Number 080                                                                    
  SHEILA ROMERO , Executive Director, Fairbanks Convention & Visitors          
 Bureau, stated the bureau, its board of directors and 400 members             
 encourage the committee to kill SB 23.  If passed, the bill would             
 have far reaching effects on Alaska's entire visitor industry.  For           
 instance, Fairbanks area hotels, lodges and bed and breakfasts                
 would collect this tax in addition to the City of Fairbanks and               
 Fairbanks North Star Borough's current 8 percent bed tax.                     
 Ms. Romero said this proposed tax puts the Alaskan tourism and                
 hospitality industry in a competitive disadvantage and will likely            
 diminish the contribution to the communities, to the cities and to            
 the state economy that is currently derived from the visitor                  
 industry.  If it costs more in taxes for the visitors to experience           
 Alaska, they spend less on the goods and services that the                    
 statewide businesses provide to them, or they don't come at all.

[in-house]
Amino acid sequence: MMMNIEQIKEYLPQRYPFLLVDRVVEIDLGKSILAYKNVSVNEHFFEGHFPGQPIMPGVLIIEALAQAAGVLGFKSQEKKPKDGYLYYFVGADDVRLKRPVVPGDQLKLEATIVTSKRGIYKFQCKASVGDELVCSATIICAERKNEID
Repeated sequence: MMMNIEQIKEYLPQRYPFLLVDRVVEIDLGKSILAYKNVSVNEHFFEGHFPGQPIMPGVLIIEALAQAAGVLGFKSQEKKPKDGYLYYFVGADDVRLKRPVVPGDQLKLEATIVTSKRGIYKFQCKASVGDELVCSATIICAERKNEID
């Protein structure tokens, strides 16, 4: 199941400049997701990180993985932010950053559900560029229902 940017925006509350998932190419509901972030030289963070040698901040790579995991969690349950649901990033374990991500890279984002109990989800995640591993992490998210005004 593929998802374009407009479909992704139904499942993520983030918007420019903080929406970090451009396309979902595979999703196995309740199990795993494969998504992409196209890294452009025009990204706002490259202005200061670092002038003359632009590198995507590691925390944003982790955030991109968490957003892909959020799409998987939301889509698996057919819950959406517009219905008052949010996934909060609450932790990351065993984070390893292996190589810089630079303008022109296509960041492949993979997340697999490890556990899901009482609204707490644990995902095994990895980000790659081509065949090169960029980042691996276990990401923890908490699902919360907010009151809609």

In closing, Ms. Romero urged defeat of the legislation.                       
 Number 110                                                                    
  SENATOR PHILLIPS  asked Ms. Romero what the industry is doing in the         
 Fairbanks area as far as trying to come up with some alternatives.            
  MS. ROMERO  said she believes the industry statewide is ready and            
 willing to work on this issue.  She also pointed out the tourism              
 industry right now is contributing about $124 million to local and            
 state government through taxes and other fees that they pay.                  
 Number 183                                                                    
  CHAIRMAN MACKIE  commented that the idea of the state wanting the